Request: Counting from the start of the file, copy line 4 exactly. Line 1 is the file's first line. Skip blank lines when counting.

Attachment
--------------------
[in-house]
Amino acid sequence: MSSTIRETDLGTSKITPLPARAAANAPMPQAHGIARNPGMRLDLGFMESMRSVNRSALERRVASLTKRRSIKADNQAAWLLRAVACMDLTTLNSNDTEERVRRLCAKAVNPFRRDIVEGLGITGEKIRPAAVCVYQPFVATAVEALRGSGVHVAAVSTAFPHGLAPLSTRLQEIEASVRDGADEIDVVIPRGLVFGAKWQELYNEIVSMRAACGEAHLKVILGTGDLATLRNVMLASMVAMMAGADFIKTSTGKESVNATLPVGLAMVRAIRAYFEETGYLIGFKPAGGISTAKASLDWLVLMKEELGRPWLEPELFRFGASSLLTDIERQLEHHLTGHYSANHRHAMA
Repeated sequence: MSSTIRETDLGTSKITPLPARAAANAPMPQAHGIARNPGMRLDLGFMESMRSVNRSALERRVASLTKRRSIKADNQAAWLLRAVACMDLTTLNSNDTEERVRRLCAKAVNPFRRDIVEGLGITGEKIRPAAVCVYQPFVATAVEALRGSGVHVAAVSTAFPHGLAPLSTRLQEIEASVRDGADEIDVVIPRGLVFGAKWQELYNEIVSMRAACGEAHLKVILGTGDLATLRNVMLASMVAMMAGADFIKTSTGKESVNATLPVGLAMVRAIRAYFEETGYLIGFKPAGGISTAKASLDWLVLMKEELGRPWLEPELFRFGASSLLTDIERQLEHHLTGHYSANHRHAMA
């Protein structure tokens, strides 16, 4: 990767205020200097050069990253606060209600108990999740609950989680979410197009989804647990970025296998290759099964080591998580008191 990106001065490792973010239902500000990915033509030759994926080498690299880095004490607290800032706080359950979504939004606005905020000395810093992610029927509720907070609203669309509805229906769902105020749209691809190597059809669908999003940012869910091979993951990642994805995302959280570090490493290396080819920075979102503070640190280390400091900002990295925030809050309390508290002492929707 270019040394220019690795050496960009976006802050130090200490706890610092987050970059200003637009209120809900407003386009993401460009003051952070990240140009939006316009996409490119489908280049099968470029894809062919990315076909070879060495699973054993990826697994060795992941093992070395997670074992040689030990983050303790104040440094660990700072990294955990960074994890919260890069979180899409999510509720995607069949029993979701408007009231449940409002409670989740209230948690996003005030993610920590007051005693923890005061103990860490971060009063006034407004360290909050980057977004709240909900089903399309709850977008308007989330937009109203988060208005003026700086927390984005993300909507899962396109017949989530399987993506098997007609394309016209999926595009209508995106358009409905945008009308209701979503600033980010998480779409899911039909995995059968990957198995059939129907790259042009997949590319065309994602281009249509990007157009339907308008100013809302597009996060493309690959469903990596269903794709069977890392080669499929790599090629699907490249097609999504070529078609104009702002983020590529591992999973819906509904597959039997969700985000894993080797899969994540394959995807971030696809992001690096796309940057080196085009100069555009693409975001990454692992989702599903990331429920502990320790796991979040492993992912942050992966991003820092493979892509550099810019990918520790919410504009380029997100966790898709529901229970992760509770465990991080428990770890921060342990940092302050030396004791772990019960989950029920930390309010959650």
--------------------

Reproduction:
């Protein structure tokens, strides 16, 4: 990767205020200097050069990253606060209600108990999740609950989680979410197009989804647990970025296998290759099964080591998580008191 990106001065490792973010239902500000990915033509030759994926080498690299880095004490607290800032706080359950979504939004606005905020000395810093992610029927509720907070609203669309509805229906769902105020749209691809190597059809669908999003940012869910091979993951990642994805995302959280570090490493290396080819920075979102503070640190280390400091900002990295925030809050309390508290002492929707 270019040394220019690795050496960009976006802050130090200490706890610092987050970059200003637009209120809900407003386009993401460009003051952070990240140009939006316009996409490119489908280049099968470029894809062919990315076909070879060495699973054993990826697994060795992941093992070395997670074992040689030990983050303790104040440094660990700072990294955990960074994890919260890069979180899409999510509720995607069949029993979701408007009231449940409002409670989740209230948690996003005030993610920590007051005693923890005061103990860490971060009063006034407004360290909050980057977004709240909900089903399309709850977008308007989330937009109203988060208005003026700086927390984005993300909507899962396109017949989530399987993506098997007609394309016209999926595009209508995106358009409905945008009308209701979503600033980010998480779409899911039909995995059968990957198995059939129907790259042009997949590319065309994602281009249509990007157009339907308008100013809302597009996060493309690959469903990596269903794709069977890392080669499929790599090629699907490249097609999504070529078609104009702002983020590529591992999973819906509904597959039997969700985000894993080797899969994540394959995807971030696809992001690096796309940057080196085009100069555009693409975001990454692992989702599903990331429920502990320790796991979040492993992912942050992966991003820092493979892509550099810019990918520790919410504009380029997100966790898709529901229970992760509770465990991080428990770890921060342990940092302050030396004791772990019960989950029920930390309010959650």